3 reasons to acidify cows milk
Proper digestion of nutrients is of utmost importance for the calf in the early weeks of life. Improper digestion of nutrients can lead to diarrhea, the leading cause of death in pre-weaned calves. Milk is digested in both the abomasum and the intestinal tract. Pre-digestion (including coagulation) takes place in the abomasum with the help of acids and enzymes. This then allows the calf to further absorb all the nutrients in the intestines.
Acidifying to increase digestibility
The casein protein in cow’s milk, or calf milk replacer, will create a curd in the calf’s abomasum for optimal digestion. This is done at a low pH and with the aid of the rennet enzyme, comparable to the cheese making process. Citric acid aids in this process and can improve the digestibility of cow’s milk. By adding Vitaladd (contains citric acid) to the cow’s milk, the curd will form considerably faster, as seen in the picture below.
Good curd formation (left) and moderate curdling (right).
Acidification inhibits bacterial growth in milk
Environmental bacteria can present challenges and inhibit proper digestion of nutrients. Denkamilk calf milk replacer has been formulated to provide optimal nutrient uptake and prevent improper digestion of nutrients. Cow’s milk varies in composition from day to day, with a higher pH compared to milk replacer. If cow’s milk is left in the bucket for a long period of time (i.e. with ad lib feeding) or if milk residues remain after cleaning (i.e. in / near the teats), bacterial growth will increase. This bacterial pressure can negatively affect digestion. The additional acidification is therefore recommended when using cow’s milk to inhibit growth of bacteria.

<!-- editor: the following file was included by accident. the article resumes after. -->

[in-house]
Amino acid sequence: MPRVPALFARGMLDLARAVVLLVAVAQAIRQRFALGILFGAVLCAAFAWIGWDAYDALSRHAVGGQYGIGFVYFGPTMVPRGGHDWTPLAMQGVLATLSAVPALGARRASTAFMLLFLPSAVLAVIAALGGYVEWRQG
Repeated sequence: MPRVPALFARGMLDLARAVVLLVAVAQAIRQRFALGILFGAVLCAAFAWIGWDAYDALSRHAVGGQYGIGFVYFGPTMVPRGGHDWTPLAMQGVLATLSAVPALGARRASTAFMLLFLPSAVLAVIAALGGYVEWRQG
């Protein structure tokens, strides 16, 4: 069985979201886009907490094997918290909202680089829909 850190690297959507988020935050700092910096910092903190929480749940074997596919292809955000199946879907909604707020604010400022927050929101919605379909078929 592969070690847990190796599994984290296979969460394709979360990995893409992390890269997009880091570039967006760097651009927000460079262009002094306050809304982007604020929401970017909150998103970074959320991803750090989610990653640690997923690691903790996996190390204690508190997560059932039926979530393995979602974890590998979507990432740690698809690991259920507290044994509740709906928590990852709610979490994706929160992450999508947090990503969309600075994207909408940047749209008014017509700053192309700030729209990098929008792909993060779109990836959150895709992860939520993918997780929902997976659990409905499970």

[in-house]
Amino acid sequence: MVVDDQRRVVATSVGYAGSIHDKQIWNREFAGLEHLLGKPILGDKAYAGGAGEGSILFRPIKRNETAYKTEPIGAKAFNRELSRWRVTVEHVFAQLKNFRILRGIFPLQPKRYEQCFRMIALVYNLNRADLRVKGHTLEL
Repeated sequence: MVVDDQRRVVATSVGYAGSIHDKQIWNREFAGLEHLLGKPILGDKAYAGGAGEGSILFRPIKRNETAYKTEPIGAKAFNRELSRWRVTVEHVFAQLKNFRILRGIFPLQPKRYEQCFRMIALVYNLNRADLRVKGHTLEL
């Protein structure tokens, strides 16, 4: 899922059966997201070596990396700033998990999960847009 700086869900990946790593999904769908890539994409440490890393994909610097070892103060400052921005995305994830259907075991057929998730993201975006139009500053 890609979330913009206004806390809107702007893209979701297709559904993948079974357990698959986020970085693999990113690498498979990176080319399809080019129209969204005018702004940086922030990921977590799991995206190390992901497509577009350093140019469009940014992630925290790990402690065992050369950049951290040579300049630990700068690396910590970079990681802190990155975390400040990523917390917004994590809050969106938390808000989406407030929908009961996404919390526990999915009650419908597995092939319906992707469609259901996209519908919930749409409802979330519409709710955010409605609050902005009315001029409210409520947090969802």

Acidifying with Vitaladd to supplement the cow’s milk with vitamins and minerals
Advancements over the years in breeding and nutrition have changed the milk composition of modern dairy cows. The fat and protein content has increased and the concentration of vitamins and minerals has decreased. This has resulted in the composition of cow’s milk no longer being best suited to the nutritional needs of the calf.
The mineral and vitamin status of the calf is highly dependent on the transfer of these components during pregnancy across the placenta, via the colostrum and via the milk. Milk is rich in calcium, phosphorus, potassium and chlorine but does not provide enough iron, manganese, copper, cobalt and vitamins D and E. Due to the low concentration in cow’s milk of some minerals and vitamins, the calf is at risk of deficiencies. Moderate deficiencies result in reduced growth and a suppressed immune system.